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Mach Turtle

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  1. This movie is worth seeing, mostly as a technical display -- it makes grainy photographs and jerky, old-style film look much better and therefore more understandable. It is very British-centric. There are some nods to the Canadians and other Empire forces, and there is quite a bit about righty-ho-the-Jerries-are-rather-cracking-fellows-after-all. The only French people depicted are prostitutes. This is a film that makes its viewers identify with ordinary soldiers. Most of the film -- presumably because the camera equipment used at the time was cumbersome and had limited capabilities -- shows camp scenes rather than combat. You therefore see lots of guys with mustaches eating from tin bowls, which is an ordinary, human thing to do, and so makes those men understandable. The British Dentists' Association will not be using this film to promote the work of its members. This is not a historical documentary, in that scenes of battles are not identified by place or date. It's about the words and images of ordinary British soldiers. The weakest point was a sequence in which the film attempts to depict a (generic) battle using newspaper illustrations. Surely, colorized photos would have fit better into the style of the film. I paid to see the film in a Dolby theater, hoping to understand artillery bombardment terror in a new way. The filmmaker didn't explore that. There are some carefully colorized images of Mark I tanks (I think at Cambrai) and some artillery pieces, but it's not hardware porn. I am aware of a scandal among tank nerds about how some of the tanks were apparently colorized incorrectly. Nothing is shown of the Eastern Front, the Middle East, aviation, or naval subjects other than cross-Channel ferries -- just ordinary Tommies living in the mud of the Western Front, and They Shall Not Grow Old is remarkable for its depiction of that.
  2. Some more thoughts on this GB: There are pilots who capitalised on their fame as aviators by writing books. The Lindberghs, Chesley Sullenberger, and Chuck Yeager are among these. There are people who served as pilots in wartime, then went on to work as writers, recounting their wartime experiences in some cases. Roald Dahl, Joseph Heller, and Robert Mason are examples. Some people, such as Geoffrey Wellum and Bert Stiles, wrote just a single memoir, with no eye toward personal gain or a writing career. People like Nevil Shute, J.G Ballard, and Ernest Gann were truly double-gifted, having had full careers in both aviation and writing. Of course, I am considering only aviation here.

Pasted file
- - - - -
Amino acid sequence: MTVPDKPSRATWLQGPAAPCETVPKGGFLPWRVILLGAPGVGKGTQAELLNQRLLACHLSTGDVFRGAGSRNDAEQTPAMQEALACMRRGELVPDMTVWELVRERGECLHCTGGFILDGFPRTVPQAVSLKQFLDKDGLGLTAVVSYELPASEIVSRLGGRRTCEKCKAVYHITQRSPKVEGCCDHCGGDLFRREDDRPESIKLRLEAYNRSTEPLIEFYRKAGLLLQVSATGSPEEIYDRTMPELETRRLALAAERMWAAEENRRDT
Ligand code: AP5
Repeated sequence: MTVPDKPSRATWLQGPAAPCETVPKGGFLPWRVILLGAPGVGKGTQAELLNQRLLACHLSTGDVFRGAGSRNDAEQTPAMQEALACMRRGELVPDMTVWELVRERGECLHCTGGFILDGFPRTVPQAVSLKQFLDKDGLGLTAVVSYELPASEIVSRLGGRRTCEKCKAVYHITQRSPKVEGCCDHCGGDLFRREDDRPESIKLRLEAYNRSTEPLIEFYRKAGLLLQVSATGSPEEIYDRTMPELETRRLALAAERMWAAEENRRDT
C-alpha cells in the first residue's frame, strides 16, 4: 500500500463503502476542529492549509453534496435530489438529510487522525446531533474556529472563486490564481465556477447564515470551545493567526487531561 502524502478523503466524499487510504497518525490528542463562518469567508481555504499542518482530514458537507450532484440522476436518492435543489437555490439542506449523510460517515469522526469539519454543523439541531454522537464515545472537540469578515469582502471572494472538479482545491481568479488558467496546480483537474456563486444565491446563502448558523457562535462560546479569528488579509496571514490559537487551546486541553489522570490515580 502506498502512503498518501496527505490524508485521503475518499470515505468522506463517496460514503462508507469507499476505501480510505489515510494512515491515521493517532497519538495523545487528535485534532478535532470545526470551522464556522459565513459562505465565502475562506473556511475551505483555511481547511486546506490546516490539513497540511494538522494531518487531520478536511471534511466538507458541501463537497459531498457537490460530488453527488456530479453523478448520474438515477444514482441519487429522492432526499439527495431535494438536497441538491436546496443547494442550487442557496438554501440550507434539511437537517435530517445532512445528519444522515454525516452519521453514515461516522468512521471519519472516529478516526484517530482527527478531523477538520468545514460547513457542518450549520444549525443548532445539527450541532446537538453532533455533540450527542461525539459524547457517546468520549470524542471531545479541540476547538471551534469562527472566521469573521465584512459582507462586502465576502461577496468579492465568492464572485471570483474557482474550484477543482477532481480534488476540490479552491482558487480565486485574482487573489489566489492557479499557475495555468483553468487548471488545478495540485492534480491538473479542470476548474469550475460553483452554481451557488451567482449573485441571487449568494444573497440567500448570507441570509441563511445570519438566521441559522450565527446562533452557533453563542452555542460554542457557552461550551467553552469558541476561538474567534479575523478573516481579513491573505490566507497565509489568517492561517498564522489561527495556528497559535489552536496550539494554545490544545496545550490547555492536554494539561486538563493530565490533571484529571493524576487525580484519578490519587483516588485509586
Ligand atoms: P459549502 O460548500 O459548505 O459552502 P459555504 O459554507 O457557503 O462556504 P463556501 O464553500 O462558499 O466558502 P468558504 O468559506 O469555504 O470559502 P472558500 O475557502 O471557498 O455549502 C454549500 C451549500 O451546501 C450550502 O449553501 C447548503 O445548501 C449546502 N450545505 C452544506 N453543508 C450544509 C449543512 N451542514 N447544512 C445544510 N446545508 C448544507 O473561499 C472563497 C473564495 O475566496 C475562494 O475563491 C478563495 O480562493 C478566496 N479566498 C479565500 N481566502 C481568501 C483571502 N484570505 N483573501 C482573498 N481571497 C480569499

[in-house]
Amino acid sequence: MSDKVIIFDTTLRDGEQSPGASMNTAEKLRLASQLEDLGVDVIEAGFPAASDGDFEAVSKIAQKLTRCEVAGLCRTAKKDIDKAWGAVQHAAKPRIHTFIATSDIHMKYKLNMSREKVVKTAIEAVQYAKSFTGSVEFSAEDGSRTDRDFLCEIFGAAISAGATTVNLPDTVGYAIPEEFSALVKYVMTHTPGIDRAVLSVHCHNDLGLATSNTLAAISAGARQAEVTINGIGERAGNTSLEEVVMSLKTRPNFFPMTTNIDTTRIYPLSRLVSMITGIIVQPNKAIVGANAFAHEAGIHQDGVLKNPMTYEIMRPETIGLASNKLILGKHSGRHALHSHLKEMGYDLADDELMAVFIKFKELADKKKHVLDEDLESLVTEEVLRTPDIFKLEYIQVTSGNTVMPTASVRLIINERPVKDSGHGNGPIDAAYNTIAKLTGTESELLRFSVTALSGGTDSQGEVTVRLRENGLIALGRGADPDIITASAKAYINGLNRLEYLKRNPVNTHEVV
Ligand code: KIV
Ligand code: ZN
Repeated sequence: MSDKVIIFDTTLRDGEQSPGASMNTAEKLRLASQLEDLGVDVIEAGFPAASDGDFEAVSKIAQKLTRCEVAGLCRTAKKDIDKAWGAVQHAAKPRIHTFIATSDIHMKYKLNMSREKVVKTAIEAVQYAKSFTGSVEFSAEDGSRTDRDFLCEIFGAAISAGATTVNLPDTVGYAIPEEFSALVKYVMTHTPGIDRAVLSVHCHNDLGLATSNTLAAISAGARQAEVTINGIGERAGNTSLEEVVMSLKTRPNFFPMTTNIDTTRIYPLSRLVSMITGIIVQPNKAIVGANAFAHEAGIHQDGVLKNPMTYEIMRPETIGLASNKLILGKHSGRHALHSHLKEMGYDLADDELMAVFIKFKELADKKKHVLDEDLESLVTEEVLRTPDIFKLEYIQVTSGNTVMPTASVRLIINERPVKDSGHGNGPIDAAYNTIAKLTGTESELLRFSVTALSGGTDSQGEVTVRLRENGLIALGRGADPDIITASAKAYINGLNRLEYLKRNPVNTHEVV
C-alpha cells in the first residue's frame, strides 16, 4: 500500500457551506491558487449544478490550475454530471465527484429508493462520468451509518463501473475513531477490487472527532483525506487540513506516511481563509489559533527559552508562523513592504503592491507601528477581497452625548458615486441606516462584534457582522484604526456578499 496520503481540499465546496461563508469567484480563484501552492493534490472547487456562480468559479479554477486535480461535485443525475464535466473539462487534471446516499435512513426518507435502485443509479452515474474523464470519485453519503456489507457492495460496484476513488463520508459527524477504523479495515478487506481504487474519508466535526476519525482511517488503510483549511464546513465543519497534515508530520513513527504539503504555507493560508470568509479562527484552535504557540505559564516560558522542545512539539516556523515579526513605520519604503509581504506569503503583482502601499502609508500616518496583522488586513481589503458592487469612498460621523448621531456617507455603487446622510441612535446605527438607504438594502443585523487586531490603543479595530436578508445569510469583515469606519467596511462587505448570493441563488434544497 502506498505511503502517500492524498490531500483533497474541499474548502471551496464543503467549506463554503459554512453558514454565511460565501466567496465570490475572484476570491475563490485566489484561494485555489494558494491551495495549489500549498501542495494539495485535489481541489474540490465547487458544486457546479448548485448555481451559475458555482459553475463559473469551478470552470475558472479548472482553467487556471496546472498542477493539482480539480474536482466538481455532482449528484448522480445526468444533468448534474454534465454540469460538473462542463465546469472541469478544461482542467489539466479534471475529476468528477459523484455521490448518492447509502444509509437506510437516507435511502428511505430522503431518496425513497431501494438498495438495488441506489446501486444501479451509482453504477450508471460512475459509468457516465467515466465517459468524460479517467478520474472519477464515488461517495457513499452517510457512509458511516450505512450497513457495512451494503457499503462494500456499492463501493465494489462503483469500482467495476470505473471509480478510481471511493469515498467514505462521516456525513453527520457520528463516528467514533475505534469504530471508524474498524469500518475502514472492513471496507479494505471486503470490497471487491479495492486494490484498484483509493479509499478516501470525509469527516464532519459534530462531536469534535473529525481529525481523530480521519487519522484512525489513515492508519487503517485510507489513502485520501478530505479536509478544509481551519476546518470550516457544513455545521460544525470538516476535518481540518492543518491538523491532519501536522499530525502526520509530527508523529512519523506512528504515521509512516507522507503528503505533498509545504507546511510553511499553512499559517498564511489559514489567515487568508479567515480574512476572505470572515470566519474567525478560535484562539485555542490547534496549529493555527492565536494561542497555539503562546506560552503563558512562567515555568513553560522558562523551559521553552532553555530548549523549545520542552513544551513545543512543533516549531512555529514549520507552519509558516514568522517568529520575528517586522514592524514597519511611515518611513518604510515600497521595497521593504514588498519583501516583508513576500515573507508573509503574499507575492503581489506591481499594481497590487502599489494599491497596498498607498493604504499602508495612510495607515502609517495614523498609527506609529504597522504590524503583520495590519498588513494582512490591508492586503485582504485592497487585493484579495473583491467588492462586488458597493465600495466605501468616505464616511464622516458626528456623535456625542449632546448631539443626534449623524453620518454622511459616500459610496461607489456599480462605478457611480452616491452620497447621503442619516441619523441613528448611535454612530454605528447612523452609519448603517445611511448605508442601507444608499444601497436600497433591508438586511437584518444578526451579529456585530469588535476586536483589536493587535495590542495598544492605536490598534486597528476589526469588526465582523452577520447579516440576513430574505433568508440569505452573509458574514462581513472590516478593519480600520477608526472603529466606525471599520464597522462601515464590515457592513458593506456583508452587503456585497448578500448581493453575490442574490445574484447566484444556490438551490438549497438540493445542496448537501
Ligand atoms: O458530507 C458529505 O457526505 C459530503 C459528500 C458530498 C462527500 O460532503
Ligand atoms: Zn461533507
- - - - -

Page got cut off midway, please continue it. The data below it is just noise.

3. Thanks, guys. My modelling skills are still developing and resin presents its own special challenges, but I am glad to have modelled this unusual subject. Thanks to the hosts for leading this group build.
  4. Okay, all done. I ended up rebuilding the canopy because of some glue fogging that occurred. Aerotech was nice enough to include two canopies. Thanks for watching my build. Gallery entry here.
  5. This is the former G-ACSP "Black Magic," later purchased by the Portuguese government and renamed "Salazar." The build thread is here.
  6. Sign me up. I'd do either an Ernest Gann DC-2 or a Robert Mason Huey.
  7. Just a few days to go. Here's a progress pic. I believe I will finish in time.
  8. I'm obviously still cleaning up here, but the engine nacelles can be improved with the addition of a couple of pieces of tubing:
  9. Sydney came through with damp and cool weather today, so I wasn't tempted to do anything outdoors. I made some progress on Salazar! Please forgive the purple. I'm at the point of spraying, filling, and sanding, and I thought I'd use up some of my obscure paints in the process, as it's going to be black anyway. The props are just Blu-Tacked in place, and the gear isn't glued yet: The landing gear were scaring me, but they went together pretty well once I got going. I used blobs of clay to position everything for gluing, and just took my time. I hope to have the first black coat on tomorrow, and also to give some attention to the vac-form canopy, which looks like a weak point in this kit.
  10. Sorry guys! We have had some unusually good weather here in Sydney, and I took the opportunity to put some miles on my bicycle. The weather may be getting back to the chilly damp that is typical of this time of year, so I plan to get some bench time in this weekend!
  11. Here's a quick update. I've started to form the four quarters of the envelope: These quarters aren't done. I'm still closing those gaps and getting the curves right. To close the interior parts of the seams (where I can't reach with a clamp), I am using neodymium magnets and large hex nuts, sandwiching the paper between them. It's an effective clamp that can be positioned anywhere. As for the scale, I don't really know. That's a 15 cm ruler there, so the whole thing will be maybe 45 cm tall when finished. Looking at the illustration in the first post of this thread, the balloon appears to be roughly 10 times the height of the guys. So, figure 20 meters or so. That would make this roughly 1/45 scale.
  12. Thanks for all the advice. I've made a little progress: That's the bottom of the balloon and the gallery, where the aviation pioneers stood.
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